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George McCrea

George McCrea, Defence Data and Analytics Platform – Lead Military Liaison, Defence Digital Foundry

Describe your career to date

I have spent 17 years in the military constantly working with data, creating it, assessing it, and providing options for commanders to make decisions from it, and this was just in the first half of my career before I actually realised the full power of data. In 2014, I studied for my MSc in Geospatial Intelligence which had a heavy focus on data, and in particular spatial data. I have held three distinctly different spatial data leadership roles and one generalist date leadership role since. In each of these roles I have advocated for the greater understanding and appreciation of the competitive advantage that can be brought to bear with data, and since being the joint first military person to be listed in the DataIQ 100, I have used this platform to not only outwardly sell how the MOD is putting data at the heart of everything, but also using it to draw upon a new network to share knowledge, experiences, and leadership about issues that we face. My advocacy for data and leadership experience is why I was actively recruited for my new role that sees me at the heart of a wider programme for the MOD, which is being the military lad for the Defence Data and Analytics Platform (DDAP). Though new to the role and department, I have already delivered effect in lining up the two largest consumers (by volume) of data in the MOD with the platform that has been actively used in the most current operations.

Data literacy is a key enabler of the value and impact from data. How are you approaching this within your organisation?

Since moving roles last summer, I am now supporting the integration of data from across Defence in the new Defence Data and Analytics platform. Being the only military member of the team, I am charged with engaging with senior leaders from across all three armed services and their data teams. The identification of the differing levels of literacy is key to enabling this and unlocking the power of data to full effect; there are a number of programmes and processes in place to realise this potential. Working closely with the policy department of the CDO Office, we are looking to take a holistic vertical and horizontal approach to the multi-faceted requirements for data literacy. Using the handrail of people-process-data-tech (in that order), we are focusing on understanding what skills the various different personas need across Defence, and part of the key to unlocking this is getting the buy in from senior, non-data leaders to drive the initiatives. There is a rampant desire to make use of data across the organisation, now we need to harness this desire and ensure that people are appropriately trained and provided with the opportunities to gain skills. A real wish this year would be to do a data hackathon to upskill a number of military people to go and be our data pathfinders across Defence. I have also been asked to speak at numerous public sector and commercial events about how in my time as the Geo Chief of Staff we put data literacy at the heart of our business strategy, funding additional MSc students along the way. I have also been central to the pushing of hybrid (military, civil servant, contractor) data teams to the point of need in a Forward Data Support concept.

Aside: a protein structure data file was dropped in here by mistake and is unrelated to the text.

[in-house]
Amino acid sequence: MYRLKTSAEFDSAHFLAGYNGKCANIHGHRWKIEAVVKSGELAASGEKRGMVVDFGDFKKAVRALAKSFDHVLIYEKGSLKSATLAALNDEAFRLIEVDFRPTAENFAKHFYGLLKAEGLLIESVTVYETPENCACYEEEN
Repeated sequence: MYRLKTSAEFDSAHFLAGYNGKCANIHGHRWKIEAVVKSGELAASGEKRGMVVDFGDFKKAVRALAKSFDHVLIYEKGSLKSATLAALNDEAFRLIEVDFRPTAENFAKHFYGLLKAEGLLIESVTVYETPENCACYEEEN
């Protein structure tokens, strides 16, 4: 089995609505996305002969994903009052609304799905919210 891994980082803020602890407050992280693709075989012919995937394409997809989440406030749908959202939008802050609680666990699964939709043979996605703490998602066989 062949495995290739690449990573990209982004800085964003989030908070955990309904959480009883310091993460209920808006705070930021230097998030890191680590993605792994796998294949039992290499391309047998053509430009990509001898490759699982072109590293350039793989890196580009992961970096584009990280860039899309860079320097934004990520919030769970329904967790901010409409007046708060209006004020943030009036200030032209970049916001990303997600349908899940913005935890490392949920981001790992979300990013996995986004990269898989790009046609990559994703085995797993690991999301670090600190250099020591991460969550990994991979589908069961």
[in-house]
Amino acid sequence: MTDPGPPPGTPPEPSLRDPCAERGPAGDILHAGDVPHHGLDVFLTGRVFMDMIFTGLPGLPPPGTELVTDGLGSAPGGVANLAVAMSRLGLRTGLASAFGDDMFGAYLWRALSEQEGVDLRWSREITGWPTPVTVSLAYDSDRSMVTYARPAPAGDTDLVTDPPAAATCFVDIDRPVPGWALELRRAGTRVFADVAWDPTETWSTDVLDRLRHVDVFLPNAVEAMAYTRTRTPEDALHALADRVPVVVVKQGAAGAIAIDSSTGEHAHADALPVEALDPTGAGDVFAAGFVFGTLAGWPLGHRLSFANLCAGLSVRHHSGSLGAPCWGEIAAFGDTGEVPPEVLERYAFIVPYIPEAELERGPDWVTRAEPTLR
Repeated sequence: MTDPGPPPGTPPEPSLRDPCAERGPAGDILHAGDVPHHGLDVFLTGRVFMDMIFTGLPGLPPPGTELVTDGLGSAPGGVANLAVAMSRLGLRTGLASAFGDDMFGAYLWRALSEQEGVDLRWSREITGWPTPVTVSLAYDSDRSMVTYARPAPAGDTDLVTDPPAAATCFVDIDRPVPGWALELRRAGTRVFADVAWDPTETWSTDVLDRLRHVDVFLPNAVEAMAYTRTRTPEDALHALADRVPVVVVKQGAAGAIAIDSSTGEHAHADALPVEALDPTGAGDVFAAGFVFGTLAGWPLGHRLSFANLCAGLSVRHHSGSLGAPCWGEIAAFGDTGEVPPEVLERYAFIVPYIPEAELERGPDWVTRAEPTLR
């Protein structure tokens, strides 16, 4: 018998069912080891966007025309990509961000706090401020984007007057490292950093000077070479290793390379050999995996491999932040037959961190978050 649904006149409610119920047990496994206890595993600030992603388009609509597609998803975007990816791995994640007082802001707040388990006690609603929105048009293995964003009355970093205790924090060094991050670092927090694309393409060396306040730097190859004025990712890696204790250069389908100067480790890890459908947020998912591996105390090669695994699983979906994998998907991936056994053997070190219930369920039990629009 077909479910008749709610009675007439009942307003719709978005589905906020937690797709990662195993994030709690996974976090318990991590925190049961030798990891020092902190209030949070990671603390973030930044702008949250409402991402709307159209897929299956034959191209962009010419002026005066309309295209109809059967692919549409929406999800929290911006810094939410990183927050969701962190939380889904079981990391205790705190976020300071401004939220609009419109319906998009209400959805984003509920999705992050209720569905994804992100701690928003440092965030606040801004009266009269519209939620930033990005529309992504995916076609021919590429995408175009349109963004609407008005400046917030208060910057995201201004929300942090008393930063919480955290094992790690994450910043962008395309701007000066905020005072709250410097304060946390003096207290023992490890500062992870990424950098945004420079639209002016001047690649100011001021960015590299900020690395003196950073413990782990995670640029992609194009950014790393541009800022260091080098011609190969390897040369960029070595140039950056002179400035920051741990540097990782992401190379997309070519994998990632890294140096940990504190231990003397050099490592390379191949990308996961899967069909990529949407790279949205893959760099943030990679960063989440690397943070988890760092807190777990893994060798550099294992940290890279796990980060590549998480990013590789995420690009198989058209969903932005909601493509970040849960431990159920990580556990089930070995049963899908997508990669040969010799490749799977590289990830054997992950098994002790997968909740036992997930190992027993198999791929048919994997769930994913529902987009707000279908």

Have you set out a vision for data? If so, what is it aiming for and does it embrace the whole organisation or just the data function?       

The Royal Engineer’s Geographic business strategy put data as the cornerstone of success for this unique capability moving forward. But it was imperative that we did not focus on those already actively dealing with data, we needed to bring all those in Defences skills up and started to explore the ways to create spatial data interactive learning courses for the whole of defence. Separately to this, I have used the platform and network enabled by DataIQ to make the vital strategic linkage between Alteryx’s SparkEd leader Libby Duane Adams and the TechVets military charity CEO James Murphy, so looking at this from an entire function perspective, this will enable veterans, those still serving and their families to get three months free data training from Alteryx and, at the end of it for those searching for employment, Alteryx will introduce them to users. This is more a personal rather than professional vision for data, but one for which I am very proud to have been the instigator of. With 22 people in the first cohort, and the second one starting in January already fully subscribed, I feel that I have had a positive impact in the journey of democratisation of data literacy while also providing the altruistic element of supporting current and former colleagues.

George McCrea
George McCrea
has been included in:
  • 100 Brands 2023 (EMEA)
  • No.10 100 Brands 2022 (EMEA)
  • No.10 100 Brands 2024 (EMEA)